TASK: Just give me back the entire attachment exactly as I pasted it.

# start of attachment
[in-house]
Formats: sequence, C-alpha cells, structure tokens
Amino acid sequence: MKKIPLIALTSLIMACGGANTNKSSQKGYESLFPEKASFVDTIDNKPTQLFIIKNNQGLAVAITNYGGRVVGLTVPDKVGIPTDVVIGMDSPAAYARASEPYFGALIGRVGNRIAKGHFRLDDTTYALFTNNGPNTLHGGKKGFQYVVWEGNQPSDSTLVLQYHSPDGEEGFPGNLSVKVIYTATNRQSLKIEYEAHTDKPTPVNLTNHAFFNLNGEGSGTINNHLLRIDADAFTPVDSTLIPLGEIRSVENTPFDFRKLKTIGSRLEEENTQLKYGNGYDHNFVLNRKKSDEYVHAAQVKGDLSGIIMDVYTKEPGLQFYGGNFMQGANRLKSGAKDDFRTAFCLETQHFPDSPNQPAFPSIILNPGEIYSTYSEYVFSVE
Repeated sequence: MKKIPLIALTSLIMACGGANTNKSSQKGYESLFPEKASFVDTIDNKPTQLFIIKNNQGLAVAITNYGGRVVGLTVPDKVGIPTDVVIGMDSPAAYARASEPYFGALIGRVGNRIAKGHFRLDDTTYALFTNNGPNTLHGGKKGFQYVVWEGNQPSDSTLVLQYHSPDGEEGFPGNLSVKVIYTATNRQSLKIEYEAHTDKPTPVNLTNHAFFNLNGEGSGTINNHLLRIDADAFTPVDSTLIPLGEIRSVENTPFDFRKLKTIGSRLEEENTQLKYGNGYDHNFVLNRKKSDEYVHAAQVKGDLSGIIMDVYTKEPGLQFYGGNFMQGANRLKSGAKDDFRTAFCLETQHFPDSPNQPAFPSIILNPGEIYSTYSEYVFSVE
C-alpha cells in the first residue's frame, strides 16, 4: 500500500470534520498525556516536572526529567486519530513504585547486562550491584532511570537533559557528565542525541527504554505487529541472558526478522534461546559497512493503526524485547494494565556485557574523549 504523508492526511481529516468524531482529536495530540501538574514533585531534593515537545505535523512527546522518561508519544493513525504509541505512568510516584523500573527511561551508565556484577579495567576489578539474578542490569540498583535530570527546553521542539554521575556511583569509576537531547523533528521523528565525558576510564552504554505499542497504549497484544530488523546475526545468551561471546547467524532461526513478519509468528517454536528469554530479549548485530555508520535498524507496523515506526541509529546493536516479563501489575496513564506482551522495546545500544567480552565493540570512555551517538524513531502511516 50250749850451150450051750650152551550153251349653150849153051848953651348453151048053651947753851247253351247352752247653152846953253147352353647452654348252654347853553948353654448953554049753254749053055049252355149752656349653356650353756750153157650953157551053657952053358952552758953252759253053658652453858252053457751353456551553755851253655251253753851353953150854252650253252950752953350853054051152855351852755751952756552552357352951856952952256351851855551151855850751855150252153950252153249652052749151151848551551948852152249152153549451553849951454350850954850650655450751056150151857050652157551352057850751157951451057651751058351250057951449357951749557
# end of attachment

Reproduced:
[in-house]
Formats: sequence, C-alpha cells, structure tokens
Amino acid sequence: MKKIPLIALTSLIMACGGANTNKSSQKGYESLFPEKASFVDTIDNKPTQLFIIKNNQGLAVAITNYGGRVVGLTVPDKVGIPTDVVIGMDSPAAYARASEPYFGALIGRVGNRIAKGHFRLDDTTYALFTNNGPNTLHGGKKGFQYVVWEGNQPSDSTLVLQYHSPDGEEGFPGNLSVKVIYTATNRQSLKIEYEAHTDKPTPVNLTNHAFFNLNGEGSGTINNHLLRIDADAFTPVDSTLIPLGEIRSVENTPFDFRKLKTIGSRLEEENTQLKYGNGYDHNFVLNRKKSDEYVHAAQVKGDLSGIIMDVYTKEPGLQFYGGNFMQGANRLKSGAKDDFRTAFCLETQHFPDSPNQPAFPSIILNPGEIYSTYSEYVFSVE
Repeated sequence: MKKIPLIALTSLIMACGGANTNKSSQKGYESLFPEKASFVDTIDNKPTQLFIIKNNQGLAVAITNYGGRVVGLTVPDKVGIPTDVVIGMDSPAAYARASEPYFGALIGRVGNRIAKGHFRLDDTTYALFTNNGPNTLHGGKKGFQYVVWEGNQPSDSTLVLQYHSPDGEEGFPGNLSVKVIYTATNRQSLKIEYEAHTDKPTPVNLTNHAFFNLNGEGSGTINNHLLRIDADAFTPVDSTLIPLGEIRSVENTPFDFRKLKTIGSRLEEENTQLKYGNGYDHNFVLNRKKSDEYVHAAQVKGDLSGIIMDVYTKEPGLQFYGGNFMQGANRLKSGAKDDFRTAFCLETQHFPDSPNQPAFPSIILNPGEIYSTYSEYVFSVE
C-alpha cells in the first residue's frame, strides 16, 4: 500500500470534520498525556516536572526529567486519530513504585547486562550491584532511570537533559557528565542525541527504554505487529541472558526478522534461546559497512493503526524485547494494565556485557574523549 504523508492526511481529516468524531482529536495530540501538574514533585531534593515537545505535523512527546522518561508519544493513525504509541505512568510516584523500573527511561551508565556484577579495567576489578539474578542490569540498583535530570527546553521542539554521575556511583569509576537531547523533528521523528565525558576510564552504554505499542497504549497484544530488523546475526545468551561471546547467524532461526513478519509468528517454536528469554530479549548485530555508520535498524507496523515506526541509529546493536516479563501489575496513564506482551522495546545500544567480552565493540570512555551517538524513531502511516 50250749850451150450051750650152551550153251349653150849153051848953651348453151048053651947753851247253351247352752247653152846953253147352353647452654348252654347853553948353654448953554049753254749053055049252355149752656349653356650353756750153157650953157551053657952053358952552758953252759253053658652453858252053457751353456551553755851253655251253753851353953150854252650253252950752953350853054051152855351852755751952756552552357352951856952952256351851855551151855850751855150252153950252153249652052749151151848551551948852152249152153549451553849951454350850954850650655450751056150151857050652157551352057850751157951451057651751058351250057951449357951749557